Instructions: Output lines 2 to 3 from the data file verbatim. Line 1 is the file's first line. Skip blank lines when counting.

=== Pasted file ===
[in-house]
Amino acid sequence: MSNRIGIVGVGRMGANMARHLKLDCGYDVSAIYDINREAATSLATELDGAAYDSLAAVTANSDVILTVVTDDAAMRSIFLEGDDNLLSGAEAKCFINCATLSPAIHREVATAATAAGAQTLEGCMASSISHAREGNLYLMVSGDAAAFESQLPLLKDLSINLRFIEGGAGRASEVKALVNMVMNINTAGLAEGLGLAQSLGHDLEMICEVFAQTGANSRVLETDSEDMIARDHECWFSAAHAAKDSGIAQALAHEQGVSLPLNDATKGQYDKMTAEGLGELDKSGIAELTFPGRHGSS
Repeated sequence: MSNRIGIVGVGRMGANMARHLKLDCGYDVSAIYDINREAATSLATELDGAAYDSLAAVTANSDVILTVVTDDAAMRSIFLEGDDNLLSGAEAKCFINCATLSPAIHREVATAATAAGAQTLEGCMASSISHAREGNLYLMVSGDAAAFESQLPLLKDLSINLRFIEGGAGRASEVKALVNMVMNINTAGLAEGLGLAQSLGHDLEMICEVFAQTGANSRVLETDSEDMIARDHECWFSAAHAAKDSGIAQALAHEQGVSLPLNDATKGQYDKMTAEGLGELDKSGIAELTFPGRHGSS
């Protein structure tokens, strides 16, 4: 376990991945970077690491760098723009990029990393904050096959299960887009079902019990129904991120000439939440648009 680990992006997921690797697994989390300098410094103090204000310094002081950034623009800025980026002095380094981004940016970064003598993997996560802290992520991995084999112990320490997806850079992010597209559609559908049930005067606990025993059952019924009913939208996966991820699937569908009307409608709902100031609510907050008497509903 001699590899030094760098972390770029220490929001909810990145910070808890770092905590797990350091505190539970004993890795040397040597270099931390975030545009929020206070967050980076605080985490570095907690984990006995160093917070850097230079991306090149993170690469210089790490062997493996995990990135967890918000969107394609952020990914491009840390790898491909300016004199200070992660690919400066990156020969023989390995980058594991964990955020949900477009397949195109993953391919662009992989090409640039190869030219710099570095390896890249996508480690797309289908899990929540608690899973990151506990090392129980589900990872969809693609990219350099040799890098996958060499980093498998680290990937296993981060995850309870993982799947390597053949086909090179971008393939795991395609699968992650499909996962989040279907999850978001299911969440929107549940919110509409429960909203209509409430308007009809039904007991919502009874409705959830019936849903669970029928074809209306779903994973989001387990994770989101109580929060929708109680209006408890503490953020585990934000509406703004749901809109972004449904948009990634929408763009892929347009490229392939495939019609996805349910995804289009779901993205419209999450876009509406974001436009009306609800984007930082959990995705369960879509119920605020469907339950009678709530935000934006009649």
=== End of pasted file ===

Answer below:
Amino acid sequence: MSNRIGIVGVGRMGANMARHLKLDCGYDVSAIYDINREAATSLATELDGAAYDSLAAVTANSDVILTVVTDDAAMRSIFLEGDDNLLSGAEAKCFINCATLSPAIHREVATAATAAGAQTLEGCMASSISHAREGNLYLMVSGDAAAFESQLPLLKDLSINLRFIEGGAGRASEVKALVNMVMNINTAGLAEGLGLAQSLGHDLEMICEVFAQTGANSRVLETDSEDMIARDHECWFSAAHAAKDSGIAQALAHEQGVSLPLNDATKGQYDKMTAEGLGELDKSGIAELTFPGRHGSS
Repeated sequence: MSNRIGIVGVGRMGANMARHLKLDCGYDVSAIYDINREAATSLATELDGAAYDSLAAVTANSDVILTVVTDDAAMRSIFLEGDDNLLSGAEAKCFINCATLSPAIHREVATAATAAGAQTLEGCMASSISHAREGNLYLMVSGDAAAFESQLPLLKDLSINLRFIEGGAGRASEVKALVNMVMNINTAGLAEGLGLAQSLGHDLEMICEVFAQTGANSRVLETDSEDMIARDHECWFSAAHAAKDSGIAQALAHEQGVSLPLNDATKGQYDKMTAEGLGELDKSGIAELTFPGRHGSS